Parshat Yithro 5770: What Compelled Yithro to Join B’nai Yisrael?

by, Moshe Burt

We learn that when Yithro had heard all that Hashem did for B’nai Yisrael, he left Midian with Tzippora and Moshe’s two sons and went to join with the Jews.

We are not absolutely certain as to whether any one specific event Yithro heard boosted him to circumcize himself and to go out to join the B’nai Yisrael, and if so, which exact event it was, or whether it was the sum total of all he had heard which convinced him to become a Jew.

In the sefer Ner Uziel: Perspectives on the Parsha, Rabbi Uziel Milevsky z’l writes on Parsha Yithro (p. 380-383) indicating that were Yithro to have come to join the Jews after Yetziat Mitziyim or after the cri’at Yam Suf, it would have been unlikely that he could have joined with the Jews due their concern as to what his motivations might be; i.e. whether he was anxious to be on a winning team, on the right side, not unlike many athletes who, when reaching free agency status, seek the best deal, to earn more that their peers, to join onto the team which has gone all-the-way. This concern for one’s true motivations in converting seems to this author to be why Rabbi Milevsky cites indications that B’nai Yisrael didn’t accept Gerim during the reigns of David HaMelech and Shlomo HaMelech when B’nai Yisrael was at the zenith of prestige and power in the world. [...]  Click here to read more.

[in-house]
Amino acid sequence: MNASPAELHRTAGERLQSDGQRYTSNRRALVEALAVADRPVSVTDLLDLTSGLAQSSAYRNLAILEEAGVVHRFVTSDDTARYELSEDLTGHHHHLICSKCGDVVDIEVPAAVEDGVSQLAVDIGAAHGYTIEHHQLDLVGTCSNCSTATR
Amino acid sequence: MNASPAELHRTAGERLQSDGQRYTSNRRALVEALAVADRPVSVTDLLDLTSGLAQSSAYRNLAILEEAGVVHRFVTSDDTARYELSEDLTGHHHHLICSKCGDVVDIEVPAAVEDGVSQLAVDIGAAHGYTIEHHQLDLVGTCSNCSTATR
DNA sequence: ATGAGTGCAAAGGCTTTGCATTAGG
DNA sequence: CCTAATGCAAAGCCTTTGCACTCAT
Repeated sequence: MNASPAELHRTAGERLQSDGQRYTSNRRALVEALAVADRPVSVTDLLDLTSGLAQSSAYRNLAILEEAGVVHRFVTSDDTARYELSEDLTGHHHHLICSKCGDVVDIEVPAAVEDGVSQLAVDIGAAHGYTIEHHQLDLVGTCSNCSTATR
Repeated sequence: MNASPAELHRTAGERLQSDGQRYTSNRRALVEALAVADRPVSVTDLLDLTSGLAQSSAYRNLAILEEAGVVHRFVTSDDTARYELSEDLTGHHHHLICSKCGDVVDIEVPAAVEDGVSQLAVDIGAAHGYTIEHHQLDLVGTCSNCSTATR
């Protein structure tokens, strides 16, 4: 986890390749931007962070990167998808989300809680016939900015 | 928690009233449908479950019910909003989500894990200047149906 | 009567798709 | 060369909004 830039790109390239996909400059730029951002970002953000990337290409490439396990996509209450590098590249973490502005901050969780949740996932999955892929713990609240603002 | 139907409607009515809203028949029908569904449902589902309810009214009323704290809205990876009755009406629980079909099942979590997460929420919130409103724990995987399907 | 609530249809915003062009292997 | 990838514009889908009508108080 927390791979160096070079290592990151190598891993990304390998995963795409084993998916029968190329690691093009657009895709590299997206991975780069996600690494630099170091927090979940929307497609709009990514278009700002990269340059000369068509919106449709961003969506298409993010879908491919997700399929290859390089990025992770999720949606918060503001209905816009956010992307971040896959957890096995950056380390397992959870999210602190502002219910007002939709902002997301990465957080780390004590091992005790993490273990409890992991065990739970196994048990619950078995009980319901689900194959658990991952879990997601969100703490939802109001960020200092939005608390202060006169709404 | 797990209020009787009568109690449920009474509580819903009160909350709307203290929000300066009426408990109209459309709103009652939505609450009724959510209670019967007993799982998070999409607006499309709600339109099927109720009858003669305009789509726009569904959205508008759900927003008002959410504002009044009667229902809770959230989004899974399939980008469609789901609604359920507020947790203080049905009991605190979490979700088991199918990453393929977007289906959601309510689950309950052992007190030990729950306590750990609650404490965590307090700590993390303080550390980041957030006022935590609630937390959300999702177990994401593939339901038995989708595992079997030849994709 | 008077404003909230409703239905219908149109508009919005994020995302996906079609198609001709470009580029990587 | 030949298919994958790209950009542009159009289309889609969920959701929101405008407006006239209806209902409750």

Parshat Beshalach 5770: Moshe’s Paradigm of Empathy: Applied Today?

by Moshe Burt

Near the end of our Parsha, we read “And the hands of Moshe were heavy and they took a rock and placed it under him and he sat on it.” (Sefer Sh’mos, Perek 17, posuk 12)

Rabbi Pliskin in Growth Through Torah cites a Rashi which states;